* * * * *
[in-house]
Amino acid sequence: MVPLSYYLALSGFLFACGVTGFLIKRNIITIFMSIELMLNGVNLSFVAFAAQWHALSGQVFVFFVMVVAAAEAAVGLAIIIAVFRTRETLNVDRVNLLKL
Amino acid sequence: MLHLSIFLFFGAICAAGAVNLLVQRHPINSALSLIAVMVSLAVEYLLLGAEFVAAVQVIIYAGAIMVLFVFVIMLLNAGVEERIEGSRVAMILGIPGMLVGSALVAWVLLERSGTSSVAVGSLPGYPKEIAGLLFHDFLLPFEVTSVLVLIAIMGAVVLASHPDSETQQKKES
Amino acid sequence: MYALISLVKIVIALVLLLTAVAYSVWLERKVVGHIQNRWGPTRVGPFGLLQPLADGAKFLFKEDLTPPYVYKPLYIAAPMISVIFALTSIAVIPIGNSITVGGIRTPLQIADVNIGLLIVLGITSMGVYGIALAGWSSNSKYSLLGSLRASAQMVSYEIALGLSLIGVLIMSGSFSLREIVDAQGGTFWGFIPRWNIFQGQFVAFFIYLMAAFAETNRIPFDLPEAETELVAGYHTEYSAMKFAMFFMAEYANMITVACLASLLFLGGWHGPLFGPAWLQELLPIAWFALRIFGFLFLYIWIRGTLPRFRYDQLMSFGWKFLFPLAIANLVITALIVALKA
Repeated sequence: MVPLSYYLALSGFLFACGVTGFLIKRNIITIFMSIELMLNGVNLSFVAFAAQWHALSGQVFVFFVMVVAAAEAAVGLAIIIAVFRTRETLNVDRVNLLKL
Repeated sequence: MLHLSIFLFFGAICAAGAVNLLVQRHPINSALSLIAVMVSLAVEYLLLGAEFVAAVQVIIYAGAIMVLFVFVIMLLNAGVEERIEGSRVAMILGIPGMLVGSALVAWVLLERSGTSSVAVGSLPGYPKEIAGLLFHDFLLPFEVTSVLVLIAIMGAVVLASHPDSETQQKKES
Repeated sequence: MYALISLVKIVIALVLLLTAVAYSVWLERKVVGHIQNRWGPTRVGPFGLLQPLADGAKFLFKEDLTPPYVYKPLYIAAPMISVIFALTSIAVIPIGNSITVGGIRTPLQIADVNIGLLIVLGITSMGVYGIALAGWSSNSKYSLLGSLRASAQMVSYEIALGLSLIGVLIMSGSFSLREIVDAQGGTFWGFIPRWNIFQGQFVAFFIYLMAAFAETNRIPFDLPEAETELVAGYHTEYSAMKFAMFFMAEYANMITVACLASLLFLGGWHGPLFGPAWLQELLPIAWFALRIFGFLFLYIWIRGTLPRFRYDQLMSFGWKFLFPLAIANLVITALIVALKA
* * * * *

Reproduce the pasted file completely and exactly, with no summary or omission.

[in-house]
Amino acid sequence: MVPLSYYLALSGFLFACGVTGFLIKRNIITIFMSIELMLNGVNLSFVAFAAQWHALSGQVFVFFVMVVAAAEAAVGLAIIIAVFRTRETLNVDRVNLLKL
Amino acid sequence: MLHLSIFLFFGAICAAGAVNLLVQRHPINSALSLIAVMVSLAVEYLLLGAEFVAAVQVIIYAGAIMVLFVFVIMLLNAGVEERIEGSRVAMILGIPGMLVGSALVAWVLLERSGTSSVAVGSLPGYPKEIAGLLFHDFLLPFEVTSVLVLIAIMGAVVLASHPDSETQQKKES
Amino acid sequence: MYALISLVKIVIALVLLLTAVAYSVWLERKVVGHIQNRWGPTRVGPFGLLQPLADGAKFLFKEDLTPPYVYKPLYIAAPMISVIFALTSIAVIPIGNSITVGGIRTPLQIADVNIGLLIVLGITSMGVYGIALAGWSSNSKYSLLGSLRASAQMVSYEIALGLSLIGVLIMSGSFSLREIVDAQGGTFWGFIPRWNIFQGQFVAFFIYLMAAFAETNRIPFDLPEAETELVAGYHTEYSAMKFAMFFMAEYANMITVACLASLLFLGGWHGPLFGPAWLQELLPIAWFALRIFGFLFLYIWIRGTLPRFRYDQLMSFGWKFLFPLAIANLVITALIVALKA
Repeated sequence: MVPLSYYLALSGFLFACGVTGFLIKRNIITIFMSIELMLNGVNLSFVAFAAQWHALSGQVFVFFVMVVAAAEAAVGLAIIIAVFRTRETLNVDRVNLLKL
Repeated sequence: MLHLSIFLFFGAICAAGAVNLLVQRHPINSALSLIAVMVSLAVEYLLLGAEFVAAVQVIIYAGAIMVLFVFVIMLLNAGVEERIEGSRVAMILGIPGMLVGSALVAWVLLERSGTSSVAVGSLPGYPKEIAGLLFHDFLLPFEVTSVLVLIAIMGAVVLASHPDSETQQKKES
Repeated sequence: MYALISLVKIVIALVLLLTAVAYSVWLERKVVGHIQNRWGPTRVGPFGLLQPLADGAKFLFKEDLTPPYVYKPLYIAAPMISVIFALTSIAVIPIGNSITVGGIRTPLQIADVNIGLLIVLGITSMGVYGIALAGWSSNSKYSLLGSLRASAQMVSYEIALGLSLIGVLIMSGSFSLREIVDAQGGTFWGFIPRWNIFQGQFVAFFIYLMAAFAETNRIPFDLPEAETELVAGYHTEYSAMKFAMFFMAEYANMITVACLASLLFLGGWHGPLFGPAWLQELLPIAWFALRIFGFLFLYIWIRGTLPRFRYDQLMSFGWKFLFPLAIANLVITALIVALKA